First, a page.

India, with its rich culture and unmatched heritage has a veritable treasure of stories just waiting to be told.
Harappa, Pralay and now Kashi – author Vineet Bajpai’s trilogy has taken the country by storm. A series of three books that defy classification – with its mix of history, fiction, fantasy, religion, intrigue, mythology and crime…a reader could barely ask for more in any one series. India, with its rich culture and unmatched heritage has a veritable treasure of stories just waiting to be told. Off late, many authors have gone down this path. So, what is it about the Harappa trilogy that sets it apart from the rest? What has made it an instant bestseller and given it almost a cult-status (a quick glimpse of its reviews online would elucidate this point)? This is what we will attempt to discover in this review of the three books.
This is a story spanning two timelines, 1700 BCE Harappa and 2017 Banaras, with snippets from various other timelines woven into them. The first story is one of Vivasvan Pujari, and his son Satyavrata Manu. This is a story of human greed, the abject blindness of the evil and that of raw courage; of sacrifice and of the bravery of the forces of Good. It is also a story of the folly of anger, and the falling of a wronged demi-God to human status due to it, from which flows the rest of the story. The author succeeds in pulling out both the darkness as well as the light that resides in human hearts.
Vivasvan Pujari, the designated chief priest and demi-God of Harappa, as a result of being grievously betrayed by those he once trusted, is consumed with his desire for revenge. The story during this timeline in 1700 BCE, centred around the ancient metropolis of Harappa, revolves around how Vivasvan Pujari rises from the ashes to wreak retribution on the magnificent city and its people. It is a captivating story of hate, of rage, of greed, of unbridled ambition – and their cataclysmic outcomes. The author has succeeded in knitting a complex story with dexterity and introduces complex characters, each with his or her shade of grey.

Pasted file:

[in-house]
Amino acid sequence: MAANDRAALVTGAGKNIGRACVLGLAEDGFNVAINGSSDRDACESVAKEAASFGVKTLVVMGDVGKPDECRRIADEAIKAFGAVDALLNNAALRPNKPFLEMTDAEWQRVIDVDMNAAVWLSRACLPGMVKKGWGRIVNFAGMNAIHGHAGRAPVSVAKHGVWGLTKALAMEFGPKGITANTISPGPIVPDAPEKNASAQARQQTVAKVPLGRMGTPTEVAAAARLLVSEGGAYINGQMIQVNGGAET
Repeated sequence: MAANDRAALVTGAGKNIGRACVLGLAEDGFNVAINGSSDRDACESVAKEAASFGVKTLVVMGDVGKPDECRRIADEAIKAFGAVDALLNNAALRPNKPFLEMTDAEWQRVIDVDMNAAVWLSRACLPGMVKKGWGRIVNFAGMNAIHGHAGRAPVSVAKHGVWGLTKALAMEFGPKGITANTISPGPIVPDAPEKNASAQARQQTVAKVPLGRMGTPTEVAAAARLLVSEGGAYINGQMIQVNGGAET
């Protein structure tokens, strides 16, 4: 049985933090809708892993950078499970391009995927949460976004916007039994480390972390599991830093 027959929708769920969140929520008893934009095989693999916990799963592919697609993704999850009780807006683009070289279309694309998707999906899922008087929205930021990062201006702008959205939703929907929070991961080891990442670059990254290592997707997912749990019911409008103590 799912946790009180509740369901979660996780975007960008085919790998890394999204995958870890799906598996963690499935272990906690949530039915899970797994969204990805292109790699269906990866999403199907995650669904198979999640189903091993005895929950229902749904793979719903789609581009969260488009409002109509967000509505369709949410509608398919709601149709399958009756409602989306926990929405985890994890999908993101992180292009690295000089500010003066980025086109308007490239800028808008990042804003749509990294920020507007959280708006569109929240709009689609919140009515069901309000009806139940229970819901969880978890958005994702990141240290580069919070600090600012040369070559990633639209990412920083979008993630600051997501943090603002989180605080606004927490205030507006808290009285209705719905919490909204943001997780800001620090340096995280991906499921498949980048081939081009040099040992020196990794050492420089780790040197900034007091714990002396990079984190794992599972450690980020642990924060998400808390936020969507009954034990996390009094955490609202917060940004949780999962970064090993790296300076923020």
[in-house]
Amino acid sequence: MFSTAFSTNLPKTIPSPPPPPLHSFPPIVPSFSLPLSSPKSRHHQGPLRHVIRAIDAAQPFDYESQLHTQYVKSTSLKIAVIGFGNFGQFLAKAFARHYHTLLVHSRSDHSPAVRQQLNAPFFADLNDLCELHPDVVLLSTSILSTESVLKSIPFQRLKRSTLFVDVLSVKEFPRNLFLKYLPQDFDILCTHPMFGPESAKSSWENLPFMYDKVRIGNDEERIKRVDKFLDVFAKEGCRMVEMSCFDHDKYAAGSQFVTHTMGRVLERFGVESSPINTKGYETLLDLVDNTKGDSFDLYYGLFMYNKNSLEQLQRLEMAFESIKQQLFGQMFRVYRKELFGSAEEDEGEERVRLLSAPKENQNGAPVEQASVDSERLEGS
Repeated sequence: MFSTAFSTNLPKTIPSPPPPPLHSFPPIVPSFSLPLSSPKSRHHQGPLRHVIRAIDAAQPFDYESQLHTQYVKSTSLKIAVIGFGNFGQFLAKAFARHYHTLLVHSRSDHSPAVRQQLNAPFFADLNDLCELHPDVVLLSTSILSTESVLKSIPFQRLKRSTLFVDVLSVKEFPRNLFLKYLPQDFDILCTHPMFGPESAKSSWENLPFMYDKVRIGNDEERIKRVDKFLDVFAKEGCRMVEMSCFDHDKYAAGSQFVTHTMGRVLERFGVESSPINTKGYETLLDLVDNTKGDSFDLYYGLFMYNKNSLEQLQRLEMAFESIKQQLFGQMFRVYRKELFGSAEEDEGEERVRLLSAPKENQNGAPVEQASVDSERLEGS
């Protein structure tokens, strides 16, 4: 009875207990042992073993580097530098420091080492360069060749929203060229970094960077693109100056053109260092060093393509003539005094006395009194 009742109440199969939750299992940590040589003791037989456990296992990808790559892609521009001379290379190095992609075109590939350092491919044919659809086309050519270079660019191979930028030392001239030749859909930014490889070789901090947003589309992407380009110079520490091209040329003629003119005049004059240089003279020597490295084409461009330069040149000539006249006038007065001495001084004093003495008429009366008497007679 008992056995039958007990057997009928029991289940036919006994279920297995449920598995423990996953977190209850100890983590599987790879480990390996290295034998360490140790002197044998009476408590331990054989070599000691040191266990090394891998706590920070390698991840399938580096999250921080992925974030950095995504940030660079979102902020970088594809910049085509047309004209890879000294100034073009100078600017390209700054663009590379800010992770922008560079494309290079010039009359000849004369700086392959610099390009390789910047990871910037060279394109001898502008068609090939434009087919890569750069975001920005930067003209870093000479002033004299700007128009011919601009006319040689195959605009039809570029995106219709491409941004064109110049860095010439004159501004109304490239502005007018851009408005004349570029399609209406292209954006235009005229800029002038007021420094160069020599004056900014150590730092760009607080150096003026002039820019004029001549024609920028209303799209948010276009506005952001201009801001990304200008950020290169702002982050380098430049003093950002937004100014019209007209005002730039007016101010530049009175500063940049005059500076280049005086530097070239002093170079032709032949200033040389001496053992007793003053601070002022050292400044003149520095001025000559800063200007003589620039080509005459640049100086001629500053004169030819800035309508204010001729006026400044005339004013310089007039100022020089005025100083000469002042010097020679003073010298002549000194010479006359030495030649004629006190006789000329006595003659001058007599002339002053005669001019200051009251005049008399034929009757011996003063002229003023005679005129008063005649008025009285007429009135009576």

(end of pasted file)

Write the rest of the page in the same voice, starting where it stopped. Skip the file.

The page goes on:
The grandmaster of a medieval matth in Kashi, a strapping young man Satyavrata Manu who emerges as the saviour of humankind, an extinction level great flood, cannibals and taantrics, Gods and demons...you have it all in this racy trilogy.
The modern timeline is around a young, Delhi-based entrepreneur, Vidyut Shastri, and his great grandfather Dwarka Shastri, who is the 108-year-old chieftain of a haunting, mysterious monastery in Banaras. Vidyut, prophesied to be the last devta on planet earth, has been kept away from Kashi for a reason – his bloodline bears a chilling, primordial curse.
Complicating factors are the presence of an equally ancient order of evil that has a nefarious design for the entire human race…and the secret to which only Vidyut holds the key. An ancient prophecy, a giant Ark, a barbarian king, a woman in love, a religious cult, the 14th century Black Plague, the East India Company, a sinister global brotherhood and the great Aryan-invasion debate...you will find all this and more in this trilogy.
First- the classification; this trilogy can be classified under the mythological fiction and fantasy genre due to the presentation of main characters as nearly supernatural, and the rich dose of black magic, of curses and of demons and gods. That said – the overall gist and significant portions of the books have strong factual underpinning. For example, the Aryan migration theory, and its rebuttal is reasonably justified; as is the hint at fictionalization of Indian history by western historians. Therefore, in that sense the book is also correctly aligned with historical thrillers.